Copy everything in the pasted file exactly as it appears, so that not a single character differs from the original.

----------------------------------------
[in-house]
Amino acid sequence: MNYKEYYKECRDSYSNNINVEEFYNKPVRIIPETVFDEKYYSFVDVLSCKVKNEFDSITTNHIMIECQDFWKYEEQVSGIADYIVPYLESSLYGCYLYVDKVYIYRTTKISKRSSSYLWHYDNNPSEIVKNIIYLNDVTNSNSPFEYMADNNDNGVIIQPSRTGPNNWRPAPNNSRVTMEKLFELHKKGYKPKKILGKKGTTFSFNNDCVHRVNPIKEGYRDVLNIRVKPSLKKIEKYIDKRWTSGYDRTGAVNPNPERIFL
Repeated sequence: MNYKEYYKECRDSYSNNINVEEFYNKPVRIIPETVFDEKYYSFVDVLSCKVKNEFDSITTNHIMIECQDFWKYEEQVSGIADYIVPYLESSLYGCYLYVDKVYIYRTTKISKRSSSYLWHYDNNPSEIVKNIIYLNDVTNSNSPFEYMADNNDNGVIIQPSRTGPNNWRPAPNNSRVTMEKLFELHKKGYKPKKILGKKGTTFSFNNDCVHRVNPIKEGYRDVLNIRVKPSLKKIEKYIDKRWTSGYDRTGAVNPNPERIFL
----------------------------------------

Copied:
[in-house]
Amino acid sequence: MNYKEYYKECRDSYSNNINVEEFYNKPVRIIPETVFDEKYYSFVDVLSCKVKNEFDSITTNHIMIECQDFWKYEEQVSGIADYIVPYLESSLYGCYLYVDKVYIYRTTKISKRSSSYLWHYDNNPSEIVKNIIYLNDVTNSNSPFEYMADNNDNGVIIQPSRTGPNNWRPAPNNSRVTMEKLFELHKKGYKPKKILGKKGTTFSFNNDCVHRVNPIKEGYRDVLNIRVKPSLKKIEKYIDKRWTSGYDRTGAVNPNPERIFL
Repeated sequence: MNYKEYYKECRDSYSNNINVEEFYNKPVRIIPETVFDEKYYSFVDVLSCKVKNEFDSITTNHIMIECQDFWKYEEQVSGIADYIVPYLESSLYGCYLYVDKVYIYRTTKISKRSSSYLWHYDNNPSEIVKNIIYLNDVTNSNSPFEYMADNNDNGVIIQPSRTGPNNWRPAPNNSRVTMEKLFELHKKGYKPKKILGKKGTTFSFNNDCVHRVNPIKEGYRDVLNIRVKPSLKKIEKYIDKRWTSGYDRTGAVNPNPERIFL